I just don’t feel right complaining about anything these days. Sure we are all suffering, to some degree, for being sheltered-in-place, cut off from family or friends, taken out of our routines. But there is hardship and there is hardship, and for so many right now the level of hardship is immense.
I have been truly fortunate: I am not one of the hundreds of thousands to contract the corona virus nor is anyone close to me. And I am not one of the millions who have lost jobs or faced economic crisis. So I speak today as “one of the lucky ones” for whom hardship and inconvenience are highly relative terms.
So is baseball really so important right now? Objectively no, but viscerally ... well, yeah, kind of. You see baseball isn’t just a game played by men, actions and results, standings and analyses. Baseball is truly a lifestyle that serves, I believe, a deep purpose in nurturing the soul.
When I sit down to carve out 3 hours for the A’s game, in those 3 hours I am transformed from a world of strife, anxiety, and chaos — and into a world in which these elements exist but in an entirely different way. One that I am ok with, one I even await with eager anticipation. It is like leaving the stress (“distress”) of a world riddled with troubles and seeking out the stress (“eustress” — defined as “moderate or normal psychological stress interpreted as being beneficial for the experiencer”) of a thrilling roller coaster ride.
In the search for the gratifying “eustress” form of stress, some folks enjoy the adrenaline-filled thrill of a literal roller coaster ride. For me, afraid of heights to the point that there is no joy at the amusement park, the figurative roller coaster ride of a baseball game, and a baseball season, is the “ticket”.
Never did we need a healthy escape from reality more than 2020: the Year of the Pandemic. Never did we crave more the soul-enriching journey into the daily odyssey of a baseball season. Do I “need” Matt Olson’s swing, Matt Chapman’s impossible plays at 3B, Frankie Montas’ splitter and Jesus Luzardo’s changeup? Yes. Yes I do. Right now more than ever.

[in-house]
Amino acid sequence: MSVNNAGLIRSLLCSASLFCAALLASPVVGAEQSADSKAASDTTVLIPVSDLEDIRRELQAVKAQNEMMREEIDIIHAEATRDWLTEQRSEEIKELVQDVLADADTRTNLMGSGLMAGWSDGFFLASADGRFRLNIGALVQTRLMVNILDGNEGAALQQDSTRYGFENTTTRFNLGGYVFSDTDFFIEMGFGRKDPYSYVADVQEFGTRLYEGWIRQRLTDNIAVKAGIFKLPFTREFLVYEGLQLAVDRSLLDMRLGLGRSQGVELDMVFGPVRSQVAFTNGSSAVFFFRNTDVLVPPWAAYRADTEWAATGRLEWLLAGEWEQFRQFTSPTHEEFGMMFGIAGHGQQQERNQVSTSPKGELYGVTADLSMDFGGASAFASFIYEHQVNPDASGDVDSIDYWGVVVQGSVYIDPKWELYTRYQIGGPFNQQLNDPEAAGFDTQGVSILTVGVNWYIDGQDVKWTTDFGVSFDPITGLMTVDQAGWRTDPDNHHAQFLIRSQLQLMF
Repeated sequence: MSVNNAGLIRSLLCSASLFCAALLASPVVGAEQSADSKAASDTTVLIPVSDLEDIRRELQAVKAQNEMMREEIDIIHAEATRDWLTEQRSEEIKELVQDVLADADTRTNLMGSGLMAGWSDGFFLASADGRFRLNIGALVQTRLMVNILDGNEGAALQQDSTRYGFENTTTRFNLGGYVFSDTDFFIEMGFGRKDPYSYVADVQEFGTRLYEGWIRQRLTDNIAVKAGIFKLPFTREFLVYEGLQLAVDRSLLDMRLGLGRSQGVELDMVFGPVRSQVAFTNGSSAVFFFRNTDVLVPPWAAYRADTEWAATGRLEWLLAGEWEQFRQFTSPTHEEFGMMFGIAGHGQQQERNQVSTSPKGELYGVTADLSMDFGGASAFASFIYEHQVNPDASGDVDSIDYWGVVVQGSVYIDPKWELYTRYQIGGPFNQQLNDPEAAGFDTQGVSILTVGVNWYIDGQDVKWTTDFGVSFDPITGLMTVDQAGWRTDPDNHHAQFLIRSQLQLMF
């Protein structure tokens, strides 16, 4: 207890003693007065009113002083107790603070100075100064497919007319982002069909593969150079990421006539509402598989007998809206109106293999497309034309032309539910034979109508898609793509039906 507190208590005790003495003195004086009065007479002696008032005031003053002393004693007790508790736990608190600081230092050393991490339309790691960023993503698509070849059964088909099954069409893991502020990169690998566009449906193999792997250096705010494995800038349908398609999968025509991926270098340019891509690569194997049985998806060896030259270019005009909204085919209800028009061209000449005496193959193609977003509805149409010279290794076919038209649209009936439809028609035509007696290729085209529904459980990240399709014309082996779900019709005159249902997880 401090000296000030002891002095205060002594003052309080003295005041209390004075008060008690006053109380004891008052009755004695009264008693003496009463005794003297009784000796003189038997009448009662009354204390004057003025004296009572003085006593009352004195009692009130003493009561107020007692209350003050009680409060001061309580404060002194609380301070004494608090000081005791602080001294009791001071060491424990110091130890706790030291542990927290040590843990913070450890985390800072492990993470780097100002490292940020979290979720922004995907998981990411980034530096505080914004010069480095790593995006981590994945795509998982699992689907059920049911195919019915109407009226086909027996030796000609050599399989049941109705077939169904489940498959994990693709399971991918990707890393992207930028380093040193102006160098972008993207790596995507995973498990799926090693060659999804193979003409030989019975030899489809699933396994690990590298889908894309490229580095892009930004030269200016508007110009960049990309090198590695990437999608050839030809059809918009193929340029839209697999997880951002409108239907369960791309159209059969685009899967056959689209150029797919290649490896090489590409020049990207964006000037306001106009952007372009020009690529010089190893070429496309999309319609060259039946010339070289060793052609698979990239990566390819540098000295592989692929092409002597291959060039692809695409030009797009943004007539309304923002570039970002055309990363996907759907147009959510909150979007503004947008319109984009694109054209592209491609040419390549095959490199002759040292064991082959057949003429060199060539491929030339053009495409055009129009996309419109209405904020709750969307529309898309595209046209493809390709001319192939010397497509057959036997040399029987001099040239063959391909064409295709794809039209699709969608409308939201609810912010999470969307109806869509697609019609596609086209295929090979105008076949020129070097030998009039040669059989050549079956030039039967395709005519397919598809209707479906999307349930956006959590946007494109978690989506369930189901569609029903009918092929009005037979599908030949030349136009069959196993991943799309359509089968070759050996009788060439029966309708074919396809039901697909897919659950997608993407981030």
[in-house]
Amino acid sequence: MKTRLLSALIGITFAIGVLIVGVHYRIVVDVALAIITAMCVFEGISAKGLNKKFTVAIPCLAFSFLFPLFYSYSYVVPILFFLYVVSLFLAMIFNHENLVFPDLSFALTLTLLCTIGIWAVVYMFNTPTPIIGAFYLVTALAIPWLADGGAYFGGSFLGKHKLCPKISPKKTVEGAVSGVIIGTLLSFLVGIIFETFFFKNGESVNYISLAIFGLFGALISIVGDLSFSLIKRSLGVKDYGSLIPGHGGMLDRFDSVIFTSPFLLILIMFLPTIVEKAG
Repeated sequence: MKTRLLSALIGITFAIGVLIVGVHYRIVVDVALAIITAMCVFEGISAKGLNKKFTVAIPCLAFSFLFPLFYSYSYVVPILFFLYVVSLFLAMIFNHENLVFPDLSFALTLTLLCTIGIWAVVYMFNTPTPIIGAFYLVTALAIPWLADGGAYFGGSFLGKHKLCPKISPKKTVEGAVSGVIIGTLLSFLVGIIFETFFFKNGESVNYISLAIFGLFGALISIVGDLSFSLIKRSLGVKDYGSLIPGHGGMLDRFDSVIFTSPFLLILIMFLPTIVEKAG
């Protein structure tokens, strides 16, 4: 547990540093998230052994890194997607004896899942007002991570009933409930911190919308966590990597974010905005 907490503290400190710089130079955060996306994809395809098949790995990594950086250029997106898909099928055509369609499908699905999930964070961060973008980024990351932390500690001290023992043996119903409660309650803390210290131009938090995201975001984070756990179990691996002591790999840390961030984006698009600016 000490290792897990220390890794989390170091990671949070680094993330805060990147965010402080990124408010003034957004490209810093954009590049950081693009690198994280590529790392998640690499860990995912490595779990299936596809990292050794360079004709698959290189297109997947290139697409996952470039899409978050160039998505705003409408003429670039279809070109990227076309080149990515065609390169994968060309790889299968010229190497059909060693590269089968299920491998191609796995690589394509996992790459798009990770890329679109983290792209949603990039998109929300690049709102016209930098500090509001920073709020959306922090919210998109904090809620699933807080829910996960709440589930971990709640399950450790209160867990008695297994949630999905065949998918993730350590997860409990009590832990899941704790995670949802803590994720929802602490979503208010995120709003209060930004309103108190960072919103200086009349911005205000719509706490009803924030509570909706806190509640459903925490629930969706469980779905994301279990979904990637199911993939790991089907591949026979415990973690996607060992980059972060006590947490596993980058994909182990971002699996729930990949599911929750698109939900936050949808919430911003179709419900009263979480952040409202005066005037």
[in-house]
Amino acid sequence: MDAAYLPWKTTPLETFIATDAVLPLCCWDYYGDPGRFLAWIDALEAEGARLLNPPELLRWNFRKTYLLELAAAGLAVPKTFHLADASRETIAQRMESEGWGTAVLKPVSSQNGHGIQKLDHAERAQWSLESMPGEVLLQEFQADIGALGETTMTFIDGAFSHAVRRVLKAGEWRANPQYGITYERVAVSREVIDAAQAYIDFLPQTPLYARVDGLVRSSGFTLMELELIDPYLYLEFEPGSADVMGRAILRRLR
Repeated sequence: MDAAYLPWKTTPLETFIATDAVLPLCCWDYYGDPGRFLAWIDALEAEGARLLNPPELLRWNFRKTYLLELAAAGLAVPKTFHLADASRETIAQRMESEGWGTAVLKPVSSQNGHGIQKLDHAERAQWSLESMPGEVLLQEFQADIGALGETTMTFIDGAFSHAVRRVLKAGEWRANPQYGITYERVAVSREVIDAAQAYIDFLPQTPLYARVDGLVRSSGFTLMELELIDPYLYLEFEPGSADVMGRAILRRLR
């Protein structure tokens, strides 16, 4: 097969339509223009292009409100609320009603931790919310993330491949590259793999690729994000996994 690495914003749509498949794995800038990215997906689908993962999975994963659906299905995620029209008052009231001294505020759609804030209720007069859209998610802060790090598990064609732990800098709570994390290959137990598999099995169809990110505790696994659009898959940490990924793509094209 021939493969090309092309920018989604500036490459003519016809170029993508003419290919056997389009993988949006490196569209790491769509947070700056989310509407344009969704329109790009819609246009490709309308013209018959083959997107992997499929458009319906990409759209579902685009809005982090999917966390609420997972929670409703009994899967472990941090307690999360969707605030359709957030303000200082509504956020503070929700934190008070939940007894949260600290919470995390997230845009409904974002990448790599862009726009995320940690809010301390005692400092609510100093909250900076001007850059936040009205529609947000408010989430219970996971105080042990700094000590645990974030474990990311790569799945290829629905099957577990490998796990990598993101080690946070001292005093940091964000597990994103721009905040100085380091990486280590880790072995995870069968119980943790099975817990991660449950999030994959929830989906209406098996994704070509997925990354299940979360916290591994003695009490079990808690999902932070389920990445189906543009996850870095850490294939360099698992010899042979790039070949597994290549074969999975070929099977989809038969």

Baseball should only resume when it can do so safely, and it should only resume is such a way that continues to be safe. But even as someone who has been relatively privileged during this pandemic, I feel like it’s ok to say, “And I need you” to that family that is the A’s, and that fulfillment that is the daily routine of watching baseball, talking about the games, looking forward to the next game — and having that world to escape to while this world is falling a tad bit short of our hopes and dreams.
This is not new. Fans across America have always needed baseball as more than just a passing fancy. If love can heal, and baseball is love, then my 9th grade math education tells me that baseball can heal. Simon & Garfunkel knew it:
Where have you gone, Joe Dimaggio
Our nation turns its lonely eyes to you...
I think a baseball season, if they can figure one out, could be part of the healing — or at the very least a big part of getting through this with our souls intact.